Magnolia and Marlene know what ladies like10/5/2016
Before dinner after a high school homecoming in the mid 1960s, my date advised me on subjects I knew nothing about. First she told me that it was unseemly for a lady to order for herself. Since I would be ordering for both of us, she also added that no lady should ever eat in public with her fingers, so fried chicken and french fries were out. Thirdly, whatever I ordered, my serving should always be larger than hers. Two excellent new restaurants have reminded me how differently people think about what women want to eat.
The buzz around Magnolia Wine Kitchen is that the place focuses more on female diners than any other in town. People compare it to the long-gone Younkers Tea Room where ladies frequently powdered their noses when I worked there in the 1960s. I imagined a restaurant of quaint antique china, likely mismatched, and an old-fashioned tea room menu. The people running Magnolia are far better informed about what women want than I ever have been. This place has been packed consistently for lunch and dinner, and staff who also worked for former Lurra Cocina in the same location told me business “skyrocketed” after the changes.
The dining room looks fantastic with mint green walls, antique and floral art and the most comfortable overstuffed furniture west of Splash. Acoustics dictated some décor, but one really only notices that at lunchtime. On my visits, the crowd ranged from overwhelmingly female to dominantly female. They are not coming for old-fashioned notions about what ladies like to eat. This menu would be at home in a sports bar — huge burgers, sandwiches, wraps, tacos, sliders, truffle fries, pizza and bruschetta overwhelmed a few non-finger foods.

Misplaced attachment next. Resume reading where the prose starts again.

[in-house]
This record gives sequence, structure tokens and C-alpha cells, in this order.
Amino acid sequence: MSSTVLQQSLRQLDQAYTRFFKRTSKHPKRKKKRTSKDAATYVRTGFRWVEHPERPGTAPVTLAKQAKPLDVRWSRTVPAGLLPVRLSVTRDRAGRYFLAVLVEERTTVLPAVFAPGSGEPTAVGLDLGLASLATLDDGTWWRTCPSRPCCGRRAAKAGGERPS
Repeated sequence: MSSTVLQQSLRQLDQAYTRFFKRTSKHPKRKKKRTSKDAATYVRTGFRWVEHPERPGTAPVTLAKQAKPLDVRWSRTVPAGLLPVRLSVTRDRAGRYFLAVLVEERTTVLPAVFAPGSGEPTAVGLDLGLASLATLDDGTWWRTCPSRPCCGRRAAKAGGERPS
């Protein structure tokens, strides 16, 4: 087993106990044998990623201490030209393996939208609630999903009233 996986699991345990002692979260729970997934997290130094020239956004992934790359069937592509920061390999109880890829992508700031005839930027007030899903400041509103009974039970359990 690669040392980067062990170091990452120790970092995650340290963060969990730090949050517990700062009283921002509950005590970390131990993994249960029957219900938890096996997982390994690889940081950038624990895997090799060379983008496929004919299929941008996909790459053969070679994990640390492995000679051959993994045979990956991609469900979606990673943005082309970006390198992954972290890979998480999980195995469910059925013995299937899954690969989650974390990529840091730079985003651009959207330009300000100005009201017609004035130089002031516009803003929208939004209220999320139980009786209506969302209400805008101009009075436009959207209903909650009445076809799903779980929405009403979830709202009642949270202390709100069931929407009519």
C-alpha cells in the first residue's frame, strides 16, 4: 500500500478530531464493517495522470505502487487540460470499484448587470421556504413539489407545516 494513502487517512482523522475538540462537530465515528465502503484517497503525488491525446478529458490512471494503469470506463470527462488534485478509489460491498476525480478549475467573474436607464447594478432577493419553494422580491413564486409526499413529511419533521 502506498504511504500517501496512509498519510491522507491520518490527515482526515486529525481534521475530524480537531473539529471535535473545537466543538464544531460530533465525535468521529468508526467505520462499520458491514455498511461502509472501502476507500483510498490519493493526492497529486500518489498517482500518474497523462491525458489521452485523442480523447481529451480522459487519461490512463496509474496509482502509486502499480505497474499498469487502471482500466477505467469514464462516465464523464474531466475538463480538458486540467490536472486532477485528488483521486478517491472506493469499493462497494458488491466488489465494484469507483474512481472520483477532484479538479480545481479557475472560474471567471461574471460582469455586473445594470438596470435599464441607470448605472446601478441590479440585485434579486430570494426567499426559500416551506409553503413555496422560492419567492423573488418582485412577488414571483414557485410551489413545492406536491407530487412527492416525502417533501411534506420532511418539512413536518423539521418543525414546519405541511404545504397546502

Everything I tried was well executed. A French dip sandwich — the messiest sandwich one can order — was inspired with grilled and buttered bread, coated in cheese with tender, juicy prime rib with a divine cup of jus. A hummus trio included an edamame version appropriate to this soy bean state. Cabernet Sauvignon was served very cold to my taste (55 degrees Fahrenheit), but I was told no one else had complained. I clearly still know next to nothing about what women like.
Marlene’s at Sevastapol Station reminds me of a number of southern themed restaurants that opened in old depots soon after Fannie Flagg’s bestselling book “Fried Green Tomatoes at the Whistle Stop Café” and the blockbuster film it inspired in the early 1990s. Female owned, it also has a feminine focus. Wine dinners are featured in a burgundy and black dining room with an attached patio. A wine rack is made out of a cello.
Lunch and dinner menus differed considerably, but both featured unusual treatments of familiar sounding dishes. Stuffed mushroom caps were filled with chevre rather than the ubiquitous Boursin. Caesar salads were treated in a dressing of coarse mustard seeds and anchovies with whole, folded leaves of Romaine hearts. Beef stroganoff was made with filet trimmings in marrow stock; it was a once-popular special of the day that customers demanded become a regular. Crab, duck and salmon seemed to be the house favorites with many different applications of each. The house soup is a bisque made with smoked lump crab; it’s as good a soup as Des Moines offers. Duck frites were drizzled with hot duck fat.
C.J. Ryherd of Django won the Peoples’ Choice Award in the Iowa Restaurant Association’s Mixology Championships.
Josh O’Connell from Black Sheep Social Club in Cedar Falls won the judges award with Ryherd finishing as runner-up.
|Marlene’s at Sevastapol Station
1938 S.E. Sixth St., 288-0898
Tuesday – Saturday, 11 a.m. – 2 p.m. and 4-9 p.m.
Magnolia Wine Kitchen
1420 Locust St., 635-0952
Monday – Friday 11 a.m. – 2 p.m., Monday – Thursday 3-9 p.m.,
Friday – Saturday 3-10 p.m.